Upon purchasing their Bainbridge Island home in 2012, Renie and Mike Wilson had mixed emotions. On one hand, they recognized the many fine qualities of the place. The setting was lovely. The architecture was attractive. The floor plan was good and the size perfect.
However, the house had a dark side; namely, the kitchen. Visiting the kitchen was like a trip to the crypt. In addition, the entryway was a narrow tunnel, and the home’s flooring and overall color palette was a jumble.
Even worse, the two sides of the house felt disconnected. No doubt about it, the Wilsons needed help.
“The day we viewed it, I stood in the kitchen and saw the potential,” recalls Renie Wilson. “I knew this was the one, but it was going to be a project. It was like 1973 in here.”
Wilson was no stranger to home makeovers. Her husband’s job in the banking industry has meant moves across the country and back throughout their long marriage. The frequent relocations had taught the couple many things — among them the value of a talented and intuitive interior designer.
Finding the right decorator for their island home began slowly with one false start and months of searching. Then Wilson interviewed Michelle Burgess of Michelle Burgess Design of Bainbridge, and soon, magic happened.
Wilson recognized that Burgess had not only an eye for detail, but for the bigger picture as well — a result of Burgess’ experience working for an architectural firm. Even more important, she worked at an empathic level, reflecting the homeowners’ sensibilities rather than her own.
From the beginning, the project was a collaboration between Burgess and Wilson from which the designer coaxed the homeowners’ deepest feelings of home and comfort.
“I don’t work to a formula,” Burgess says. “I don’t want to repeat what I’ve done before. It’s a matter of getting to know the client, drawing them out. You have to be flexible because you never know where you’re going to end up.”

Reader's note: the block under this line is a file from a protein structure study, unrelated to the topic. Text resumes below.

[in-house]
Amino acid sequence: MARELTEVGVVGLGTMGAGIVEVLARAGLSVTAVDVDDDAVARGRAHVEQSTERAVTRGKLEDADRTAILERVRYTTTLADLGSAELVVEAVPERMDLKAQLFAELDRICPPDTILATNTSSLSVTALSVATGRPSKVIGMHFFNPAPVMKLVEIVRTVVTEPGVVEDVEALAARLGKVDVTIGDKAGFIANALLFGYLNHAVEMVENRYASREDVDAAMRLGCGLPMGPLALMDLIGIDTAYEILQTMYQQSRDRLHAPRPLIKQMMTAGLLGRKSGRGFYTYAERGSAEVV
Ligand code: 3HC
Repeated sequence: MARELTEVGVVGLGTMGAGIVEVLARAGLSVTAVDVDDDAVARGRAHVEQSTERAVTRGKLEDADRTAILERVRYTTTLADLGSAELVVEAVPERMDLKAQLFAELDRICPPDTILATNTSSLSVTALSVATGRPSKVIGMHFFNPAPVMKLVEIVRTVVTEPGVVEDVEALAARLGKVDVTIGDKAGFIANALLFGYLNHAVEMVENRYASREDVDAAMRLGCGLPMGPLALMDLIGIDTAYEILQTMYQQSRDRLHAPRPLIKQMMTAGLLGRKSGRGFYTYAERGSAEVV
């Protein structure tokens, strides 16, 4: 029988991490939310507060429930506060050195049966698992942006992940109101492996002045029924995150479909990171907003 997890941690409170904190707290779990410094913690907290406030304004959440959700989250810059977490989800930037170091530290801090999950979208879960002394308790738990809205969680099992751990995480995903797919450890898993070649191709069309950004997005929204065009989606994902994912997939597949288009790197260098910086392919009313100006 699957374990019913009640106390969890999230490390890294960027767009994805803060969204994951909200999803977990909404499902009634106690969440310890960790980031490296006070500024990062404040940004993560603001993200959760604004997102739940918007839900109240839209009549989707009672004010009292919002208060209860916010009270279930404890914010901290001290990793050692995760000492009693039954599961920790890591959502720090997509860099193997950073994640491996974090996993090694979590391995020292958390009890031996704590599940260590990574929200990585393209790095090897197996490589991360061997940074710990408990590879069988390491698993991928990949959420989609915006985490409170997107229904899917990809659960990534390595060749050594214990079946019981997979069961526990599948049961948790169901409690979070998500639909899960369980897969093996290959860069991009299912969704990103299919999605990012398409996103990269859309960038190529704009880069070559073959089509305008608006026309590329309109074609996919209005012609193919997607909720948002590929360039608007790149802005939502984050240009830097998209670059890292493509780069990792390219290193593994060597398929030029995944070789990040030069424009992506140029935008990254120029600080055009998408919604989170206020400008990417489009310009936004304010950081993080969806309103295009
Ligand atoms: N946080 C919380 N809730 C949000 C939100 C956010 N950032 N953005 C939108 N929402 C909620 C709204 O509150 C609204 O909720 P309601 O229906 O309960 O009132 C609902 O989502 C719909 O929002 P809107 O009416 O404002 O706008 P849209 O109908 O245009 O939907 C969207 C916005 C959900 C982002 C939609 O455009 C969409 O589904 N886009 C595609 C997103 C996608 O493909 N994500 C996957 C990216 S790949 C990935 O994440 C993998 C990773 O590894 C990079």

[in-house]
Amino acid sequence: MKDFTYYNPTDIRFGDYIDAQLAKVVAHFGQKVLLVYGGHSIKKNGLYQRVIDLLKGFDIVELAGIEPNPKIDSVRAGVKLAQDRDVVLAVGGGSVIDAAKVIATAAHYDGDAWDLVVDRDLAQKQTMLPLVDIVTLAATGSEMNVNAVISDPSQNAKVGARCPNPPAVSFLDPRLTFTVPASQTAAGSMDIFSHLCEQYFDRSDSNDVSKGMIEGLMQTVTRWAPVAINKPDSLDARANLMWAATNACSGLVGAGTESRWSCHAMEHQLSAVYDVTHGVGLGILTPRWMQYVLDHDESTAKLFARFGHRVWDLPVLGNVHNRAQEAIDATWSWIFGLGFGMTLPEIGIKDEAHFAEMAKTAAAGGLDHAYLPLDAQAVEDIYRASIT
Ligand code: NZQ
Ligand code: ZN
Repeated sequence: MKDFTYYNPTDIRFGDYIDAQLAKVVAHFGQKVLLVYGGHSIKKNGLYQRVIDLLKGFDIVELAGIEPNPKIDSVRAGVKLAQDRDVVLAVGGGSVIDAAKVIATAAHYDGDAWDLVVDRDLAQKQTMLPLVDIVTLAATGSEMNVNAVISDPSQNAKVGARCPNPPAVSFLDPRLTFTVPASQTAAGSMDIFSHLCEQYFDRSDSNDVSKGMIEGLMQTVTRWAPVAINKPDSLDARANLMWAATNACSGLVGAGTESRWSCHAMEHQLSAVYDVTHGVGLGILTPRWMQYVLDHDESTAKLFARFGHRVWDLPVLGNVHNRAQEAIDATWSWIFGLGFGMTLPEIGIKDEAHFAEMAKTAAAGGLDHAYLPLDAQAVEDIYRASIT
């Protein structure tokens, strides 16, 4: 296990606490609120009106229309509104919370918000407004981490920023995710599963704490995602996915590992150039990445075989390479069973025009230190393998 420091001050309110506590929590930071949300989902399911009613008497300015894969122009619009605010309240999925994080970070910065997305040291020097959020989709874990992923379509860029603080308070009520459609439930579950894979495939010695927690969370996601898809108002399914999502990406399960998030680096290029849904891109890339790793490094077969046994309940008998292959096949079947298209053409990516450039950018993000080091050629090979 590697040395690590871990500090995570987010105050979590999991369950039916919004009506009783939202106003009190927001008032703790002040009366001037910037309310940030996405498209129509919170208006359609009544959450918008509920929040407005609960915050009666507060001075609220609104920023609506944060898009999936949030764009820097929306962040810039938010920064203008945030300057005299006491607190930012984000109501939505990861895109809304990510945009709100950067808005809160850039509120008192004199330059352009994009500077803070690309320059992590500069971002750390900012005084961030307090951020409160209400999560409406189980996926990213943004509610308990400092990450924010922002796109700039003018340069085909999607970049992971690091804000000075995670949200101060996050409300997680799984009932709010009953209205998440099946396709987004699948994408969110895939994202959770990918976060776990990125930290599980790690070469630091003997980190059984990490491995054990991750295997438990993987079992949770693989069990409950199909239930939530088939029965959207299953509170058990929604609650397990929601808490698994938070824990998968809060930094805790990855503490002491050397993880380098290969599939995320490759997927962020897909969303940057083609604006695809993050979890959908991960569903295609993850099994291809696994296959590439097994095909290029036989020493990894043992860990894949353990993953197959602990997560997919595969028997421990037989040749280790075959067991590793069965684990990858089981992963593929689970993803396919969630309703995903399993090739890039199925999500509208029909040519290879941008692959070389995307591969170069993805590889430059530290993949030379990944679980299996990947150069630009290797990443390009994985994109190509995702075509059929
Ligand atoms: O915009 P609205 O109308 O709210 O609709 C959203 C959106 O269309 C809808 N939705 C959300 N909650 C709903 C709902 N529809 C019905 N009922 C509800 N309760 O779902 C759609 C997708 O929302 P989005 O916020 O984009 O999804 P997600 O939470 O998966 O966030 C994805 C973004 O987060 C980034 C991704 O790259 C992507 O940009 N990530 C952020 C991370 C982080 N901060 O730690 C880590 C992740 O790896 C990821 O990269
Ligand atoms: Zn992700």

In addition to Burgess’ architectural eye and fine arts background, her approach reflects her degree in ethnomusicology, which lends her designs an anthropological element. In practical terms, this means attention to the character of the client, their environmental preferences and social relations.
At first, the focus was a kitchen that she describes as “dysfunctional.” Roomy, but chopped to pieces by a pantry and filled with dark cabinetry, the kitchen needed to lighten up. It also needed the storage and counter space to facilitate Wilson’s passion for cooking, baking and canning.
Under Burgess’ guidance, the project centered, as strange as it sounds, on a pot — a big, stainless steel stockpot that set not only the color scheme but the size and scale of the kitchen as well. The muted silver of the pot was recast as shades of gray — a palette that eventually extended throughout the house. The stockpot’s size gave birth to a titanic, 4-by-9-foot island that can handle even the largest piece of culinary equipment.
The breadth of the island called for correspondingly overscaled pendant lights. When the giant can lights arrived, Wilson unpacked the first one with an exclamation of surprise. Certainly, three of these monsters would never fit, she recalls thinking.
But trusting in Burgess’ assurances that proportion is crucial, Wilson allowed the antique nickel lights to be installed — and overhead perfection was achieved.